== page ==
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Santa Monica Museum of Art: Through a Gallery, Darkly

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With promises of Italian food, wine and new works by everyone from Wim Wenders to Matthew Barney, we went to the opening of Dark Places at the Santa Monica Museum of Art on Friday. Open from now until April 22, the exhibit, curated by New York-based critic (and video art fan) Joshua Decter explores "the subtle interconnectedness between memory and social space - and the possibility that traces of events are scripted into the fabric of our physical and psycholgical environment." Whatever that means.

In practice, Dark Places owes more to Minority Report than it does to Koolhaasian archispeak. Viewers enter into a dark gallery filled with eight interconnected plastic and fiberglass "neurons"; each neuron ending in a video projector which randomly displays the video art that makes up the bulk of the show. Designed by the architecture firm servo, the installation ties together all the works in a "hallucination of a futuristic noir scenario inside the frame of the museum." So, here's your chance to feel like Tom Cruise without having to clear all your Thetans in the process.

We liked it and apparantley so did a good chunk of the city; Bergamot Station was mobbed. Even though the gallery was packed with LA's artsiest hipsters and Beverly Hills gallery Moms, the brooding sci-fi exhibit made us feel like we were experiencing the haunted house equivelent of an EPCOT exhibit. Japanese kids played on touch screens while most of us watched video pour out of the "neurons". The selections ranged from Latinos talking about how they are perceived to a quasi-insurance ad featuring Scrooge McDuck. Having the works visually tied to each other, despite its obvious pretensions, actually works.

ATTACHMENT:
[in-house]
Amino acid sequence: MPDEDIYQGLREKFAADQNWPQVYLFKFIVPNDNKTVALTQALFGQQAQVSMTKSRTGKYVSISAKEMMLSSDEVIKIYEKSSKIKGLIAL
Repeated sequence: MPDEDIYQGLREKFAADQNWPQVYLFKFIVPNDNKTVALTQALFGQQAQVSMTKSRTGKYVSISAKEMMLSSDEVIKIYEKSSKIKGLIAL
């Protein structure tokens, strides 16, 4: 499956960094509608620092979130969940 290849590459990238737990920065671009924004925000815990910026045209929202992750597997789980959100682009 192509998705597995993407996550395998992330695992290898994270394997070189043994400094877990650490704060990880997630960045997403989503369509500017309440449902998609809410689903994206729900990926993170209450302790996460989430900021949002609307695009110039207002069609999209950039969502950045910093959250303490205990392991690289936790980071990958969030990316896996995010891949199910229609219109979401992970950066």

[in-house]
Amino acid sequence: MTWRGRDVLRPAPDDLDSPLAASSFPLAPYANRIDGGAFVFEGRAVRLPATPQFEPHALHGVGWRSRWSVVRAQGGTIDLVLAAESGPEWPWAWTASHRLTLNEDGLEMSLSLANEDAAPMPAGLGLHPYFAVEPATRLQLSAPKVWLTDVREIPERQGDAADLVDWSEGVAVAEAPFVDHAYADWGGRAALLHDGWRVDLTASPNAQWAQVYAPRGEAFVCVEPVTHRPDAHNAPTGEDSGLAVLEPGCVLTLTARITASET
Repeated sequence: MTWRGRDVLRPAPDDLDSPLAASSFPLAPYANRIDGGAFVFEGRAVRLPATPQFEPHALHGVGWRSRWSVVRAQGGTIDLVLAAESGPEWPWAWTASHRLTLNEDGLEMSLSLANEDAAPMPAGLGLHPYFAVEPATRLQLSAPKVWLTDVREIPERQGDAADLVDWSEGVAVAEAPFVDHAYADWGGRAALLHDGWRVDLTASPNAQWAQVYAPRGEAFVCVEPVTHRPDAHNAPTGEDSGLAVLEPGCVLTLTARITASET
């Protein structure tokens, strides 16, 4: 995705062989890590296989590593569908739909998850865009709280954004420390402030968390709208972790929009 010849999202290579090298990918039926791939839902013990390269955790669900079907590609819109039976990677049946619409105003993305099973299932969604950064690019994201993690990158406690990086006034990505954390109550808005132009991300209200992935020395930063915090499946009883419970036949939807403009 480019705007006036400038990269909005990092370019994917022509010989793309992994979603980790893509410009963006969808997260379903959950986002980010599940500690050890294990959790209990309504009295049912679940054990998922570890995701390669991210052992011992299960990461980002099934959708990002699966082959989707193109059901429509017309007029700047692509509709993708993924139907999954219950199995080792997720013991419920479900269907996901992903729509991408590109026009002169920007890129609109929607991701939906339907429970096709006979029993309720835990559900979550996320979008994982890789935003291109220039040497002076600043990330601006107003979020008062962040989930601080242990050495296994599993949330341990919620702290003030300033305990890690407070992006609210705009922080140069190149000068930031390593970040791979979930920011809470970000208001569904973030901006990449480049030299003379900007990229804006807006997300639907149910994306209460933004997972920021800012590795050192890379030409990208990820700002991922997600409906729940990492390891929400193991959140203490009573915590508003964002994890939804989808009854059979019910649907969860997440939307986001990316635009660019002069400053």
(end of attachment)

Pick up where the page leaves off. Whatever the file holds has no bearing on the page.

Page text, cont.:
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The fact that the name largest on the exhibit information board is Decter and not an artist, represents a New York trend for the "curator-as-artist" that's just now making inroads into LA. As much as we love 19th Century notions of the artist's primacy over art, we can't help but applaud Decter for finding a novel subject and for finding a way that's both thematic and literal to tie the exibits works together. That and the whole thing looks really, really cool.

Exibit details after the jump.

Santa Monica Museum of Art
Bergamot Station, Building G1, Michigan Avenue - Santa Monica, California
Hours: Tuesday - Saturday: 11 a.m.-6 p.m.

Public Programs at the Santa Monica Museum of Art:

Illuminating Dark Places: participating artists discuss a new model for a group exhibition
Tuesday, January 24, 2006, 7 p.m.
Participants: Mark Bradford, Jordan Crandall, Julia Scher, James Welling, Mans Wrange, and David Erdman
Moderator: Joshua Decter
Free admission

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The Architecture of Display: new approaches to exhibition design
Wednesday, February 15, 2006, 7 p.m.
Participants: Greg Lynn, Greg Lynn FORM, Angewandte Wien and UCLA, Joseph Rosa, John H. Bryan Curator of Architecture and Design, The Art Institute of Chicago, and David Erdman
Moderator: Joshua Decter
Free admission

The Real Los Angeles Noir
Tuesday, April 4, 2006, 7 p.m.
Jim Heimann, historian and Executive Editor of Taschen America, will tour the dark side of L.A.'s past
Free admission

Acconci Studio
Franz Ackermann
Francis Alÿs
Michael Ashkin
Jaime Ávila Ferrer
Dennis Balk
Matthew Barney
Judith Barry
Thomas Bayrle
Julie Becker
Douglas Blau
Monica Bonvicini
Daniel Bozhkov
Mark Bradford
Miguel Rio Branco
Troy Brauntuch
Candice Breitz
François Bucher
Sophie Calle
Eduardo Consuegra
Jordan Crandall
Teddy Cruz
Jonas Dahlberg
Stephen Dean
Anne Deleporte
Diller + Scofidio
Sam Durant
Anna Gaskell
Douglas Gordon
gruppo A12
Fariba Hajamadi
Pablo Helguera
Noritoshi Hirakawa
Julian Hoeber
Emily Jacir
Christian Jankowski
Vincent Johnson
Mitchell Kane
Joachim Koester
Glenn Ligon
Dorit Margreiter
Fiorenza Menini
John Miller
Paul Myoda
Yoshua Okon
Catherine Opie
Lucy Orta
Hirsch Perlman
Raymond Pettibon
Richard Phillips
Richard Prince
Raqs Media Collective
Alexis Rockman
Julian Rosefeldt
Aura Rosenberg
Peter Rostovsky
Sam Samore
Paige Sarlin
Julia Scher
Gregor Schneider
Allan Sekula
Andres Serrano
Nedko Solakov
Doron Solomons
Wolfgang Staehle
Javier Téllez
Anton Vidokle
Eyal Weizman/Nadav Harel
James Welling
Wim Wenders
Judi Werthein
Charlie White
Måns Wrange
Jody Zellen
Heimo Zobernig